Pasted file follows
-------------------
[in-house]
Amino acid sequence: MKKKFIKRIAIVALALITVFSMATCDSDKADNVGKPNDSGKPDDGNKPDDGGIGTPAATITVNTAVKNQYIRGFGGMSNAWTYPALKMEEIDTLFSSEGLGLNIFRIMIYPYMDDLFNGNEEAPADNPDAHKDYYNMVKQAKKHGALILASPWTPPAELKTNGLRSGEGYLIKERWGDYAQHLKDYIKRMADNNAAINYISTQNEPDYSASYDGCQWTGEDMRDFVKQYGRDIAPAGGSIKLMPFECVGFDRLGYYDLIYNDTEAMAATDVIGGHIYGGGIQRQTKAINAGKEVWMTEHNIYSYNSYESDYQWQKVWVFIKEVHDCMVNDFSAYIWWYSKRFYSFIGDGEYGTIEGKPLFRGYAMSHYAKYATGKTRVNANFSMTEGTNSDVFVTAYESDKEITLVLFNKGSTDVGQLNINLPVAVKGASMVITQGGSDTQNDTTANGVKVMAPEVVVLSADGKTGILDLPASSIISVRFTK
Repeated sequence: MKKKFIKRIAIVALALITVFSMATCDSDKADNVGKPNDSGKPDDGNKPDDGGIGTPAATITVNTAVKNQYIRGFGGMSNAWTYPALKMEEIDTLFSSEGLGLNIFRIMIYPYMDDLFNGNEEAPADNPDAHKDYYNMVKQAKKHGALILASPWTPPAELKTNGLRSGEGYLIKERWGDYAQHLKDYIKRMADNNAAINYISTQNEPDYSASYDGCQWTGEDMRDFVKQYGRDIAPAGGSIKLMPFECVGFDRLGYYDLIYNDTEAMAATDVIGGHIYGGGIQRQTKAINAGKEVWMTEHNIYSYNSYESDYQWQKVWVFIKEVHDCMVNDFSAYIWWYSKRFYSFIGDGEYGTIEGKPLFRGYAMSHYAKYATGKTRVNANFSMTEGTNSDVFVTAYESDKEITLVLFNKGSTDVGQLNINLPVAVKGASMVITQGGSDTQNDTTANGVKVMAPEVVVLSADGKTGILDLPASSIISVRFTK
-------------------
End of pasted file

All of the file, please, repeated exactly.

[in-house]
Amino acid sequence: MKKKFIKRIAIVALALITVFSMATCDSDKADNVGKPNDSGKPDDGNKPDDGGIGTPAATITVNTAVKNQYIRGFGGMSNAWTYPALKMEEIDTLFSSEGLGLNIFRIMIYPYMDDLFNGNEEAPADNPDAHKDYYNMVKQAKKHGALILASPWTPPAELKTNGLRSGEGYLIKERWGDYAQHLKDYIKRMADNNAAINYISTQNEPDYSASYDGCQWTGEDMRDFVKQYGRDIAPAGGSIKLMPFECVGFDRLGYYDLIYNDTEAMAATDVIGGHIYGGGIQRQTKAINAGKEVWMTEHNIYSYNSYESDYQWQKVWVFIKEVHDCMVNDFSAYIWWYSKRFYSFIGDGEYGTIEGKPLFRGYAMSHYAKYATGKTRVNANFSMTEGTNSDVFVTAYESDKEITLVLFNKGSTDVGQLNINLPVAVKGASMVITQGGSDTQNDTTANGVKVMAPEVVVLSADGKTGILDLPASSIISVRFTK
Repeated sequence: MKKKFIKRIAIVALALITVFSMATCDSDKADNVGKPNDSGKPDDGNKPDDGGIGTPAATITVNTAVKNQYIRGFGGMSNAWTYPALKMEEIDTLFSSEGLGLNIFRIMIYPYMDDLFNGNEEAPADNPDAHKDYYNMVKQAKKHGALILASPWTPPAELKTNGLRSGEGYLIKERWGDYAQHLKDYIKRMADNNAAINYISTQNEPDYSASYDGCQWTGEDMRDFVKQYGRDIAPAGGSIKLMPFECVGFDRLGYYDLIYNDTEAMAATDVIGGHIYGGGIQRQTKAINAGKEVWMTEHNIYSYNSYESDYQWQKVWVFIKEVHDCMVNDFSAYIWWYSKRFYSFIGDGEYGTIEGKPLFRGYAMSHYAKYATGKTRVNANFSMTEGTNSDVFVTAYESDKEITLVLFNKGSTDVGQLNINLPVAVKGASMVITQGGSDTQNDTTANGVKVMAPEVVVLSADGKTGILDLPASSIISVRFTK